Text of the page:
The Internet, “Hive Mind”
The first episode of the new season of The Internet’s Beats 1 radio show, in promotion of their fourth album Hive Mind, consistently finds the band’s five members—Syd, Matt Martians, Christopher Smith, Steve Lacy, and Patrick Paige II—cackling into their microphones. The interstellar, neo-soul, psychedelic funk group seem like one big, joyous family.
After releasing 2015’s Ego Death, each member focused on solo projects. They didn’t break up or even really go on hiatus, but took time to develop their own strengths, experiment with other musicians, and probe internal conflicts. They also continued to be completely supportive of one another, and that’s the simple, yet remarkable, secret to The Internet’s success: their friendship.
The aptly titled Hive Mind is a testament to this collaborative and encouraging bond, which, by Paige’s understanding, is “literally five Power Rangers that come together to make the Megazord. The bond is apparent here from the first track, “Come Together” (the chorus repeating, “They gon’ get us to come together”). It solidifies their sound as a newly formed molecule, sharing skills and attributes like electrons in a covalent bond.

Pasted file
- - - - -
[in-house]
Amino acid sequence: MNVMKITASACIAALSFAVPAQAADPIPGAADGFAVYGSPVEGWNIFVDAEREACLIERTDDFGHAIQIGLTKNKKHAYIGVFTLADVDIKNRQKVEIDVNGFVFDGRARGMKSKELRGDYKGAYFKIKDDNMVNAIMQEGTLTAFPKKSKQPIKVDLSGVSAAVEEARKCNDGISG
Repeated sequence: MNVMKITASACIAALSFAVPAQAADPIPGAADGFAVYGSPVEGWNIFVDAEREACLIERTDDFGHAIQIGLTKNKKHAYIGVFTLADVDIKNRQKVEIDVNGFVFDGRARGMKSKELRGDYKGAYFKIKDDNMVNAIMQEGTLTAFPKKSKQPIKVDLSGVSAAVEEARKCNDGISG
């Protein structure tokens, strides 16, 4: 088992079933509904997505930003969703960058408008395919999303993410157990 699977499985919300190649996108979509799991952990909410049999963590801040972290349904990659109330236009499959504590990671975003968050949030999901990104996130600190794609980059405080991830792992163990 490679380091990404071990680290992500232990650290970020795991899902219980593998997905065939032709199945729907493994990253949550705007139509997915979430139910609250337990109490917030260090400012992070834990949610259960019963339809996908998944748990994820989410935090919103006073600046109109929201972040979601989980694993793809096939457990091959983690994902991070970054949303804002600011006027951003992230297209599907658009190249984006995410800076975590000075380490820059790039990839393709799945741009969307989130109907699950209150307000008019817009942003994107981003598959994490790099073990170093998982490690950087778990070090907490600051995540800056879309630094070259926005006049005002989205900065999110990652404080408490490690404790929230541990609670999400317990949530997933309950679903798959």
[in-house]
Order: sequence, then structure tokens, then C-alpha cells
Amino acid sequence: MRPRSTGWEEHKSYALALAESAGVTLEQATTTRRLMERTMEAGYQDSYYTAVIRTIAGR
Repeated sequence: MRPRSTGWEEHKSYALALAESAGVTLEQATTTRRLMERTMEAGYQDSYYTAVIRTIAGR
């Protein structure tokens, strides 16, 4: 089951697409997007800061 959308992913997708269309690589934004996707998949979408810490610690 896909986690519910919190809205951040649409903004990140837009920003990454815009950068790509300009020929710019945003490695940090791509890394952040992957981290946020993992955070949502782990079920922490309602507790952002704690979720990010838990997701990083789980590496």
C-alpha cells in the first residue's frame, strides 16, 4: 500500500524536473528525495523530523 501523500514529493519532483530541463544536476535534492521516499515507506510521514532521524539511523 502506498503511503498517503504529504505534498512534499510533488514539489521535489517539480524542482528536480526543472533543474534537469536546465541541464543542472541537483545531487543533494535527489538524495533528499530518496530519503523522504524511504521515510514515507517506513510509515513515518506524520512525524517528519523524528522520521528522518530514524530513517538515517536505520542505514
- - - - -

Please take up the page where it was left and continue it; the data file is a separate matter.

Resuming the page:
With every listen, Hive Mind builds on its maturity and dynamism. Many songs are seemingly two-parters, transforming and mutating into alter-egos. The chill-inducing “It Gets Better (With Time)” feels first like a contemplative walk home in sunsetting twilight, and then a therapy session. On “Next Time/Humble Pie,” Syd is almighty as she descends from another planet, telling off an ungrateful lover. “Aimless dreaming, tell me why you sleeping / It’s yourself you’re cheating in the end,” she sings as the song enters a new synth-laden galaxy. Syd is again heartbroken and backstabbed on “Bravo,” but she is also pissed—and though disappointed in her misplaced trust, she becomes forthright and fierce. The Internet are right beside her while she keeps her head held high, in time with a banging trash-can beat and smirking bass line.
In a press statement, the Internet revealed that their cohesion is intended as a symbol of solidarity. “We realized that we really want to use this album to live by example and promote camaraderie amongst young black people,” Syd said. “We realized that we’re the only band of our kind. And we want to really solidify ourselves as that, as the best.” On Hive Mind, they may have indeed. The Internet prove themselves to be a force of white light, their rainbow colors divided equally and illuminating an innovative path for future generations to walk.